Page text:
Accepted Paper:

Narrating the Nation in Urban Space  


Alexander Diener (University of Kansas)

Paper long abstract:

The Geopolitics of Spectacle highlights a range of issues that intersect and intermingle within contemporary urban settings. It also represents, through their dynamic and contested nature, how cities are not simply lived in but also lived through. Cities operate as a nexus, in all economic, political, and social senses, for the collection and contestation of capital, for the construction and contestation of national and other identities, and for the juxtaposition of inclusion and exclusion. This book insightfully explores how urban design, architecture, and development become entangled with broader issues of identity, power, and prestige. It also emphasizes that cities are constantly evolving through ongoing processes of construction, destruction, and renewal shaped by complex politics of identity and place. Through deep case studies, the Geopolitics of Spectacle highlights how new construction can serve as an agent for identity restriction and contestation. Security controls, limitation of access, consumption of contested land, and the use of symbolically laden construction materials and styles convey meaning, at times as pointed as removing a statue or changing a street name.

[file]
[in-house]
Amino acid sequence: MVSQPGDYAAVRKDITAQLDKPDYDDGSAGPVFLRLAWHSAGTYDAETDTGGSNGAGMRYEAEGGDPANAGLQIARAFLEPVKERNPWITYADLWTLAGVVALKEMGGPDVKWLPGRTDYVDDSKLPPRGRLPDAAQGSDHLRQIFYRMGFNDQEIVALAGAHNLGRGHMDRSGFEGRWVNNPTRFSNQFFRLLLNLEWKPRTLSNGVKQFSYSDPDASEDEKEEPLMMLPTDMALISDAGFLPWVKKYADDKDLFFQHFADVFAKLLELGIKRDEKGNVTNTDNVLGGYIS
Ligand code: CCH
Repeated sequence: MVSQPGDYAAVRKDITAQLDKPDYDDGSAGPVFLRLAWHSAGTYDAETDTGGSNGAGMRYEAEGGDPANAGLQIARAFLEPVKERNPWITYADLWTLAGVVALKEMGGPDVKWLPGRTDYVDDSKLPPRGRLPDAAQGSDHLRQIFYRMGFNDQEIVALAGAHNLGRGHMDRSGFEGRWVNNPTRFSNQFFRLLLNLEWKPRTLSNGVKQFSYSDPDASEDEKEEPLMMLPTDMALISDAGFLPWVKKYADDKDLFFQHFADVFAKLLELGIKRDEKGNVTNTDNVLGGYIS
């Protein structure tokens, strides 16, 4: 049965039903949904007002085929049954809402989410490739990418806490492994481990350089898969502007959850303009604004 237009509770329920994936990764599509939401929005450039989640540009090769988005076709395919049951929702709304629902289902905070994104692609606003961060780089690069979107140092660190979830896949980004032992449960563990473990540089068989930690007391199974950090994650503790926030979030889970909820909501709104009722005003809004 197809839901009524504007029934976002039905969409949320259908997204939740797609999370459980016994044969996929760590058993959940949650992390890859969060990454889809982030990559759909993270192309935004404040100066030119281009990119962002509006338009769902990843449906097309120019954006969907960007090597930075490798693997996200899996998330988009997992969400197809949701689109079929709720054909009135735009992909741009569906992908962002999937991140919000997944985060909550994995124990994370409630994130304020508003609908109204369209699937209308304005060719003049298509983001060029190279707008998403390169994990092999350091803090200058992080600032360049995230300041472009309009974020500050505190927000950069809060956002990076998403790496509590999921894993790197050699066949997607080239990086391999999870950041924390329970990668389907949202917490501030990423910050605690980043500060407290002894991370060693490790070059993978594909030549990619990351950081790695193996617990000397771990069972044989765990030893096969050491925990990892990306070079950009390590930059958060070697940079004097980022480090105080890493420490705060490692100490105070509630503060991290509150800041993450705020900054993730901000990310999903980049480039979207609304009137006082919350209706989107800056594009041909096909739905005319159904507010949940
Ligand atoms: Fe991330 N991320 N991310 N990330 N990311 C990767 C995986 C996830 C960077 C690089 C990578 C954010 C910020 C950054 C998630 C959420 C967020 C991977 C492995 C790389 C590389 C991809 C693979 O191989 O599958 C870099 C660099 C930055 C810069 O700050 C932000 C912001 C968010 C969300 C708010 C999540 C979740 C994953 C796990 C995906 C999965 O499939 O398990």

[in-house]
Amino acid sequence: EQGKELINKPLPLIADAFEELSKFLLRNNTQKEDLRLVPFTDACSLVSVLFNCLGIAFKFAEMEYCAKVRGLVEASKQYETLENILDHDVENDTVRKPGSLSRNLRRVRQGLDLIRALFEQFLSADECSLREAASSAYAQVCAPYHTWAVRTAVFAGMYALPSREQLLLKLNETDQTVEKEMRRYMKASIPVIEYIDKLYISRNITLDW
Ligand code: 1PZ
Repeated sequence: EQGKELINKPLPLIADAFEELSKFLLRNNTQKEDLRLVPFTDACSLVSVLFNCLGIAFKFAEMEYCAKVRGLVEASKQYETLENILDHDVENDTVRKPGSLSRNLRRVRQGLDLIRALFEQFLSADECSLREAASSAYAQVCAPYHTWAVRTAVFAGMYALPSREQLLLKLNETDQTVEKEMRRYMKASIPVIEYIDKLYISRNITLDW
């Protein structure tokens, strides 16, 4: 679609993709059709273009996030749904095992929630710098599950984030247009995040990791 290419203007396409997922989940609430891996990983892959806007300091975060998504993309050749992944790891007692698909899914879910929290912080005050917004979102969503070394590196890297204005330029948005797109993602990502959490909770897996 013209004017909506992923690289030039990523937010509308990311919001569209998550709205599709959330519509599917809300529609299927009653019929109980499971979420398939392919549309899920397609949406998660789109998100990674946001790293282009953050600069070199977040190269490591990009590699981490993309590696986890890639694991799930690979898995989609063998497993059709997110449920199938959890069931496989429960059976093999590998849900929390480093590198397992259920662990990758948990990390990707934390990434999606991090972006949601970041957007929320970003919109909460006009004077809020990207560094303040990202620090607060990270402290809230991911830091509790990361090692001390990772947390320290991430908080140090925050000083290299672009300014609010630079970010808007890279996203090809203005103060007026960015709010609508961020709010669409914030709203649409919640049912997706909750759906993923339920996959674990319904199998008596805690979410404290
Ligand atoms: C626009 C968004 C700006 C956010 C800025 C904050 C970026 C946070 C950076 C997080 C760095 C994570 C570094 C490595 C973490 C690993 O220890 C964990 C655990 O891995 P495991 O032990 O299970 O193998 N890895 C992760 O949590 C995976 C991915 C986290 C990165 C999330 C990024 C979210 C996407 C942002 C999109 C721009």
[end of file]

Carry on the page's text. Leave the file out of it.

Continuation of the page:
Panel GEO-01
Author-Critic Forum: The Geopolitics of Spectacle: Space, Synecdoche, and the New Capitals of Asia